"[T]he fact that the officers did not believe there was probable cause and proceeded on a consensual or Terry-stop rationale would not foreclose the State from justifying [a defendant's] custody by proving probable cause." Florida v. Royer, 460 U.S. 491, 507, 103 S. Ct. 1319, 1329, 75 L. Ed. 2d 229, 242 (1983) (plurality opinion) (citing Sibron v. New York, 392 U.S. 40, 66-67, 88 S. Ct. 1889, 1904, 20 L. Ed. 2d 917, 936-37 (1968)). Thus, in O'Neal, our Supreme Court upheld a purported Terry stop because "objectively, [the officers] had probable cause," and "could have immediately placed him under arrest, searched him, and seized the bag of drugs as a search incident to a lawful arrest." O'Neal, supra, 190 N.J. at 607, 611, 613-14. Similarly, even if Officer Dill's precautions made this a de facto arrest, probable cause justified arrest, the search of defendant's sweatshirt, and the seizure of the gun. See id. at 613-14.


At the suppression hearing, the parties cited Chrisman and Bruzzese, which the State urged authorized Officer Dill to accompany defendant into his apartment. The trial court agreed "the police acted within their authority in following the Defendant into the apartment." However, in its appellate brief, the State without explanation abandoned that position, and instead argued that we should uphold the denial of suppression on the grounds of inevitable discovery.

At oral argument, the State clarified it was not confessing error in the trial court's ruling, but merely offering a new, alternative basis for affirmance. Regardless, any confession of error would not be binding on this court. State v. Josey, 290 N.J. Super. 17, 32 (App. Div.), certif. denied, 146 N.J. 497 (1996). "[A] confession of error by the State must be taken into account by an appellate court but is not a controlling factor," and "'does not relieve this [c]ourt of the performance of the judicial function.'" Ibid. (quoting Young v. United States, 315 U.S. 257, 258, 62 S. Ct. 510, 511, 86 L. Ed. 832, 834-835 (1942)). The trial court has made a ruling, and "'our judicial obligations compel us to examine independently the errors confessed.'" Id. at 32 (quoting Young, supra, 315 U.S. at 258-59, 62 S. Ct. at 511, 86 L. Ed. at 835). Our analysis finds no error by the trial court.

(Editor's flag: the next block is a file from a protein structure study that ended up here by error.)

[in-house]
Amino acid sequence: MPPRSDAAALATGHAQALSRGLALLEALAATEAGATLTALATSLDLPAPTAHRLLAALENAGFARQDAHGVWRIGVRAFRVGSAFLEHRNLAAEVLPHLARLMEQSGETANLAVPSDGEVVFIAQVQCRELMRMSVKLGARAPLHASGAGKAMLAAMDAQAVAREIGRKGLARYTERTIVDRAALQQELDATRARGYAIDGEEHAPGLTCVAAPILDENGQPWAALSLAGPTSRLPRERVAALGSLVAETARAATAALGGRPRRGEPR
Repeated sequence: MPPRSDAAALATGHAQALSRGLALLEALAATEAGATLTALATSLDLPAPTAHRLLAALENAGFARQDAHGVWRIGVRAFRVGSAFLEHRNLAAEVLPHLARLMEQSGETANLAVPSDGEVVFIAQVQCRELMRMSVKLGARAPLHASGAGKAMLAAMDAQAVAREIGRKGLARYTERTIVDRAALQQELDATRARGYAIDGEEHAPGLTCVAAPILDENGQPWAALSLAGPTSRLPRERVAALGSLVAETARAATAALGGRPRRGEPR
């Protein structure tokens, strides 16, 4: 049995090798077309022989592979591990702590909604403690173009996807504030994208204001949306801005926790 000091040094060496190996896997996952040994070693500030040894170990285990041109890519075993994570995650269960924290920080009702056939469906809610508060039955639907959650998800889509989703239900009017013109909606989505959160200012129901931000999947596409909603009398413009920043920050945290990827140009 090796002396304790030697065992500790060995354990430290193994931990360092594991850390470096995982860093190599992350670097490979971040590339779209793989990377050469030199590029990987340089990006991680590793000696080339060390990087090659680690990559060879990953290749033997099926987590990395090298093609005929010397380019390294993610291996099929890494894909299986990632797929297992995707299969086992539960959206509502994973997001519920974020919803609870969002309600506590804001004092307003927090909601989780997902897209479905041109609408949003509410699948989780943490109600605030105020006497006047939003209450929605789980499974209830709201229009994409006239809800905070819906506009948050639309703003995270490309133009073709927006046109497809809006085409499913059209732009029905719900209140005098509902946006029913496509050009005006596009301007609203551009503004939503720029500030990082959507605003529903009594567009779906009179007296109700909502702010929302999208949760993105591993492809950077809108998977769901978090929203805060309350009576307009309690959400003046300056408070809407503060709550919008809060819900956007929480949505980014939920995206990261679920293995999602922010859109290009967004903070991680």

Thus, we do not consider the State's new inevitable discovery argument, which was raised for the first time on appeal, without the necessary facts being developed in the trial court. State v. Bradley, 291 N.J. Super. 501, 516 (App. Div. 1996); see State v. M.A., 402 N.J. Super. 353, 358 n.1 (App. Div. 2008); see generally State v. Robinson, 200 N.J. 1, 18-22 (2009).


Defendant's appellate brief also challenged the sentencing court's denial of bail pending appeal. He did not file a motion in this court seeking bail pending appeal under Rule 2:9-4. A defendant requesting bail pending appeal should raise that issue by motion filed promptly after filing the appeal, to bring the request to our attention earlier. At this point, the appeal is no longer pending before us and the issue is moot.